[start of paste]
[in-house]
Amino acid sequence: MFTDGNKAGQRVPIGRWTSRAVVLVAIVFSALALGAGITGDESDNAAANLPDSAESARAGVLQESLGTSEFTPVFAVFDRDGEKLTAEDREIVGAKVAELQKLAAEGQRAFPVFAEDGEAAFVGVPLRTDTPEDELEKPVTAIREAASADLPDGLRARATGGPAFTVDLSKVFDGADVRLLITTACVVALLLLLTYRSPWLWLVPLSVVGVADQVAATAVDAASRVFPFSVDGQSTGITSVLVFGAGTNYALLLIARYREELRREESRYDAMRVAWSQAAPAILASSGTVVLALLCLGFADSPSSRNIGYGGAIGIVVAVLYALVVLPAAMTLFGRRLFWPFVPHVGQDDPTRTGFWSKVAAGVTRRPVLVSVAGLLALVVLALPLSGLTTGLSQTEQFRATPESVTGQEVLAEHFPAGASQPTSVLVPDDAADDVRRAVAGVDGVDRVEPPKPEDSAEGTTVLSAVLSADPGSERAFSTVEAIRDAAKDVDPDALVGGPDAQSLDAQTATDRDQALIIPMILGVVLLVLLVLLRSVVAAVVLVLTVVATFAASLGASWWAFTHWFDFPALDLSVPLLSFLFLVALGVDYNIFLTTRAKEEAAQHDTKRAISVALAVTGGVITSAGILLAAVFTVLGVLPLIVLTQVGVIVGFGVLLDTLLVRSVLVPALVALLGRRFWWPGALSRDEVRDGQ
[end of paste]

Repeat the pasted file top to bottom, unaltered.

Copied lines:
[in-house]
Amino acid sequence: MFTDGNKAGQRVPIGRWTSRAVVLVAIVFSALALGAGITGDESDNAAANLPDSAESARAGVLQESLGTSEFTPVFAVFDRDGEKLTAEDREIVGAKVAELQKLAAEGQRAFPVFAEDGEAAFVGVPLRTDTPEDELEKPVTAIREAASADLPDGLRARATGGPAFTVDLSKVFDGADVRLLITTACVVALLLLLTYRSPWLWLVPLSVVGVADQVAATAVDAASRVFPFSVDGQSTGITSVLVFGAGTNYALLLIARYREELRREESRYDAMRVAWSQAAPAILASSGTVVLALLCLGFADSPSSRNIGYGGAIGIVVAVLYALVVLPAAMTLFGRRLFWPFVPHVGQDDPTRTGFWSKVAAGVTRRPVLVSVAGLLALVVLALPLSGLTTGLSQTEQFRATPESVTGQEVLAEHFPAGASQPTSVLVPDDAADDVRRAVAGVDGVDRVEPPKPEDSAEGTTVLSAVLSADPGSERAFSTVEAIRDAAKDVDPDALVGGPDAQSLDAQTATDRDQALIIPMILGVVLLVLLVLLRSVVAAVVLVLTVVATFAASLGASWWAFTHWFDFPALDLSVPLLSFLFLVALGVDYNIFLTTRAKEEAAQHDTKRAISVALAVTGGVITSAGILLAAVFTVLGVLPLIVLTQVGVIVGFGVLLDTLLVRSVLVPALVALLGRRFWWPGALSRDEVRDGQ